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The tradeoff

Cybersecurity always comes at a price: most often, the price is convenience. This is no coincidence. The parties who want your data need to bribe you into handing it over, and convenience is one of the best things they have to offer. So they make all these nifty tools, that make your life so much easier; who wouldn't want that? And the easiest, most default mode is always, always the mode in which you end up exposing yourself more.

Yes, it's inconvenient to avoid Google (more on that later!), to stay off of Facebook and Twitter, to use more different providers to keep your stuff compartimentalized. It's mighty convenient to just use your Google or Facebook login everywhere, to stay logged in to all these services, and not to have to enter passwords all the time. And it's just so convenient to reuse the same password everywhere, and not change it ever.

But convenience, too, comes at a price. All these nifty free tools and services aren't free: you pay with your data. You might say that you don't care and they can have it, and who is interested in you anyway? You are not that important after all. (And out comes the dreaded 'I don't have anything to hide'. But more about that later.)
But you are important. You're oh so very important and interesting. Because you are a consumer, and you buy stuff; building a profile of you that's as detailed as possible allows you to be advertised at in a very precise way. Now you are probably thinking: But I don't respond to advertising, I never buy the stuff I see in ads. I'm afraid that's probably not true. We all respond to advertising; it can't be helped.

You might also say: cool, so they have a profile of me for targeted advertising. That's not so bad, is it? It means I'll see less ads for stuff that I don't care about.
Well, of course that is up to you. But who has access to your profile? You don't know that. It's certainly not you: you don't get to see it. But your government might. Your employer, or a potential future employer, might. Your insurance provider might. Other parties might, and they might not have your best interest in mind. Data can be sold, and it can be stolen. Who gets access to your information, now or in a year or in ten years?

What we can do

So if that makes us uncomfortable, what can we do? Some people say: Nothing. You're on the internet, stop worrying about it because there is nothing you can do. They already know all there is to know about you. But I don't buy that, and here's why.
1) It's fatalistic and we don't know whether it's actually true. Why pick the most depressing option if you have a choice?
2) There is actually a lot that the internet doesn't know about me and I'm sure the same goes for you. I intend to keep it that way if I can help it.
3) Data rots. It gets outdated. We don't stay the same all of our lives; not even our bodies stay the same. We grow thinner, fatter, older, sicker, healthier. Some of us get pregnant, some of us gain disabilities, some of us get surgery of all kinds. We all change all the time and so the best data is fresh data. Even if they knew all about you right now, it would still make sense to stop leaking data now.
4) It's not a matter of all or nothing. There is a whole spectrum between a wide open empty doorframe and a solid steel vault door with ten different locks on it. Just because we can't hide everything from view, that's no reason to give up and not attempt to keep anything to ourselves. Even if there are conveniences we don't want to give up on, there are probably things we can do that make a difference.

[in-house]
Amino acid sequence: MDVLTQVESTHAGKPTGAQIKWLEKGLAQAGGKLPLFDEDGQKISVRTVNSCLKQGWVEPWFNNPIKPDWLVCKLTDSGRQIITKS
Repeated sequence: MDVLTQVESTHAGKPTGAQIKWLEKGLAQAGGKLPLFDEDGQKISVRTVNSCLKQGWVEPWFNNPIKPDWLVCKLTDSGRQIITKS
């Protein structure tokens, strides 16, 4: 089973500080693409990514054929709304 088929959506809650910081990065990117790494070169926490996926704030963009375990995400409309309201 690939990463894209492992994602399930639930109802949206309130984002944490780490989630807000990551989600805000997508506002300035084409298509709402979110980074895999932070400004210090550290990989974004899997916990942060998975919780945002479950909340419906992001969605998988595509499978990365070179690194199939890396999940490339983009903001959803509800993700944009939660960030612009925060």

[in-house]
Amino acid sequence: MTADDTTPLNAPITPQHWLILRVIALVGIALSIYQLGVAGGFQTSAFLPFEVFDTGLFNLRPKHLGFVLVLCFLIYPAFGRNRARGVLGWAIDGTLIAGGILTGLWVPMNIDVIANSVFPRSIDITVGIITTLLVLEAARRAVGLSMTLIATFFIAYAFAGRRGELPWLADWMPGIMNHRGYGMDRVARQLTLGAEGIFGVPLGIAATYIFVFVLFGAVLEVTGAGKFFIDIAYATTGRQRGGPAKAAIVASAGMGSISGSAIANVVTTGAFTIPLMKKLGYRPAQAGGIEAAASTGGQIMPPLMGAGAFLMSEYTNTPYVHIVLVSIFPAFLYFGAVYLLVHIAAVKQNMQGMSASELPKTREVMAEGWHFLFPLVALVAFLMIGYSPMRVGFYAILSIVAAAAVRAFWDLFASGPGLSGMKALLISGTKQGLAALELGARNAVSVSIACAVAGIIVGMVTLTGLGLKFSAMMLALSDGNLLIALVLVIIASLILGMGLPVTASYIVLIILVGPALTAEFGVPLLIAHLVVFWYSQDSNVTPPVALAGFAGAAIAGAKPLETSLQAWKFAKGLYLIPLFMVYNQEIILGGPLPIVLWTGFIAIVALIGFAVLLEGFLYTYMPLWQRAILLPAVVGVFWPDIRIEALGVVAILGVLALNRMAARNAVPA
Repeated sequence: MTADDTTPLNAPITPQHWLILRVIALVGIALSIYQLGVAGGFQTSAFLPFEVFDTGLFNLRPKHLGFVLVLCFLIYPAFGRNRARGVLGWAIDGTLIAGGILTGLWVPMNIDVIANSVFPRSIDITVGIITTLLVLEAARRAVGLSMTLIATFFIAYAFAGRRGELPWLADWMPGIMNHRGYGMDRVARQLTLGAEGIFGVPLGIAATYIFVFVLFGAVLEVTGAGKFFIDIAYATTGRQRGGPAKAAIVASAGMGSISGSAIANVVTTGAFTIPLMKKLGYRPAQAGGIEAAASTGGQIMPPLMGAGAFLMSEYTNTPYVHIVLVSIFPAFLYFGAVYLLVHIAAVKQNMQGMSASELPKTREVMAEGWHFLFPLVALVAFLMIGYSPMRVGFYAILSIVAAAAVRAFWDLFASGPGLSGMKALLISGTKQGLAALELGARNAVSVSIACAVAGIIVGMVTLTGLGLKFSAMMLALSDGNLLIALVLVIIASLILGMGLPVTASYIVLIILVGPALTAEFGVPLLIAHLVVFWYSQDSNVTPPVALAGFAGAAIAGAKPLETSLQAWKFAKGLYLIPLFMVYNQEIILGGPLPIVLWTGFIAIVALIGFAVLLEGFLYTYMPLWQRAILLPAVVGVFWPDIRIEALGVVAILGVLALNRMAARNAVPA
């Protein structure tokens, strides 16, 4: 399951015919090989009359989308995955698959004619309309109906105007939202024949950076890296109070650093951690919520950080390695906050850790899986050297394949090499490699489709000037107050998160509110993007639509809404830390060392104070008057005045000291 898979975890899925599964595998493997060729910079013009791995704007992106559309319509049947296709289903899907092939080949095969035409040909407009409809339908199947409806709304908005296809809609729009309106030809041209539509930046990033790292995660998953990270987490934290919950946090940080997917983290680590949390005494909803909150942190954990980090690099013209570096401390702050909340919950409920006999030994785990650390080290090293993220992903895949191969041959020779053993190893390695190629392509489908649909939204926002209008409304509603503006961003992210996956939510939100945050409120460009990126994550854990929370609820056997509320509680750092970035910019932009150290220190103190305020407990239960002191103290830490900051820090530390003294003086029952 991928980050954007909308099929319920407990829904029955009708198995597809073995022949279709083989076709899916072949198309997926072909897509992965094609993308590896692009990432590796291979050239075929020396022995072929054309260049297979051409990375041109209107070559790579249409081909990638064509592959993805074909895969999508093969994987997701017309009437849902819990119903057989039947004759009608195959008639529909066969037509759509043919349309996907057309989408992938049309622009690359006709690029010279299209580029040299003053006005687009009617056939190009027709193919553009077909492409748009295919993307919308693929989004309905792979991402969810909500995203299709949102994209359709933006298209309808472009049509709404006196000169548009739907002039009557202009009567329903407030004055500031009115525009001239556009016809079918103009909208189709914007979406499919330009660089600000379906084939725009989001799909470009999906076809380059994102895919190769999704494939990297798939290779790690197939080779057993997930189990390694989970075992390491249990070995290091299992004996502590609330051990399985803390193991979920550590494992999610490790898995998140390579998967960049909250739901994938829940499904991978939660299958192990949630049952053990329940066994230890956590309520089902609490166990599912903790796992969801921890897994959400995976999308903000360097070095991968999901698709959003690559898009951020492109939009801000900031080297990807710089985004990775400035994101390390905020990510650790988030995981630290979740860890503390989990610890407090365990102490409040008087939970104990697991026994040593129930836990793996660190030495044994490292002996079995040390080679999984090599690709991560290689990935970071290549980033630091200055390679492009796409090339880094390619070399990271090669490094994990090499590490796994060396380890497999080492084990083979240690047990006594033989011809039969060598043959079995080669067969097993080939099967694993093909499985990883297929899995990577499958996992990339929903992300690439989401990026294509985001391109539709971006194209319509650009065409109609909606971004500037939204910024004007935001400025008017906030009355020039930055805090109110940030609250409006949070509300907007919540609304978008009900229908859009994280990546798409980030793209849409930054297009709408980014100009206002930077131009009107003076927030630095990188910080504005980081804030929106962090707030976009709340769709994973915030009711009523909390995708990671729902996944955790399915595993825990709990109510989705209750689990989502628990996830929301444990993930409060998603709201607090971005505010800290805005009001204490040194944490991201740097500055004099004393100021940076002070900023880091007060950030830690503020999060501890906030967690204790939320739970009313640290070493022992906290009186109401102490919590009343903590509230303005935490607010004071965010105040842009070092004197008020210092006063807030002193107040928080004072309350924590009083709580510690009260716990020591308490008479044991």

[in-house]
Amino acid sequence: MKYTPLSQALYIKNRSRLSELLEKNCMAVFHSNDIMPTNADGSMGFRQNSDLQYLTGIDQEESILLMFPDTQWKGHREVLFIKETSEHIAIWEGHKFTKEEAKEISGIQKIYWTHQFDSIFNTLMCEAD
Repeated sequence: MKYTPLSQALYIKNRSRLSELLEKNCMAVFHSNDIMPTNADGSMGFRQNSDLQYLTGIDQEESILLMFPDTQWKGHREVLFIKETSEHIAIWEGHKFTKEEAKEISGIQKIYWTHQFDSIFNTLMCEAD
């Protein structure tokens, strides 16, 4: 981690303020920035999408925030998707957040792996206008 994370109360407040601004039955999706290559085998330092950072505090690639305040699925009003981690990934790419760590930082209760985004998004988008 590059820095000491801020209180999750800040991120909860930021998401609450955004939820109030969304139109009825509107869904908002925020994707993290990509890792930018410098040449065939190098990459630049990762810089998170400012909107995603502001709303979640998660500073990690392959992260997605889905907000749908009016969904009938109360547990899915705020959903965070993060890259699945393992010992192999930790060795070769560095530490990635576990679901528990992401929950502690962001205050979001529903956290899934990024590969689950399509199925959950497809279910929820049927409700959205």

So what can we do? Here's a thing we can't do: we can't make ourselves invisible on the internet, not if we intend to keep using it (which I do, and you probably do too). It's not about vanishing from the web. It's about making your tracks vaguer, fewer, more fragmented and harder to follow. And harder to follow means: more expensive to follow. Investigating people is, after all, not free: there are costs involved. There is a limited budget reserved for following us non-notorious folks; what we're trying to do here is becoming more expensive to track. We want to strain the budget, making it impossible to follow everyone, and make ourselves less worth the trouble (= money).

What we'll get in return


As we've seen, there is always a price to be paid, generally a larger or smaller loss of convenience. I feel better about this when I think about it as a choice: a small price that I'm gladly paying in exchange for personal freedom. That's s small mind hack that not everyone may be able to pull off, but it's worth a try.
An example... Since I dumped Windows and switched to Linux, I need to enter my password every time I download updates for my computer. Newcomers to Linux often find this unnecessary and annoying, and ask in the forums how they can get around that. But it's such a small thing really. And it's not that hard to see it as a good thing: I'm entering my password because that helps keep my computer safe. Yay password that keeps my system safe and happy!

The problem with this kind of thing is that there is no tangible reward. Google will never knock on your door saying 'What happened? We never hear from you anymore.' Bill Gates isn't going to send you a Hallmark card that says 'I miss you, let's get back together'.
So that can be frustrating. If we want to improve our cybersecurity, we'll be giving up on certain things that are convenient or fun, and we'll never get any feedback. That's not entirely true because there are some tests you can run... but that's about it.

What we can gain in the short term is peace of mind, and not much else. So if you're not worried, there's not a lot of reason for you to be reading this. But if you are, keep reading, because there's a lot more coming up. And in the long term, you may be saving your own ass.


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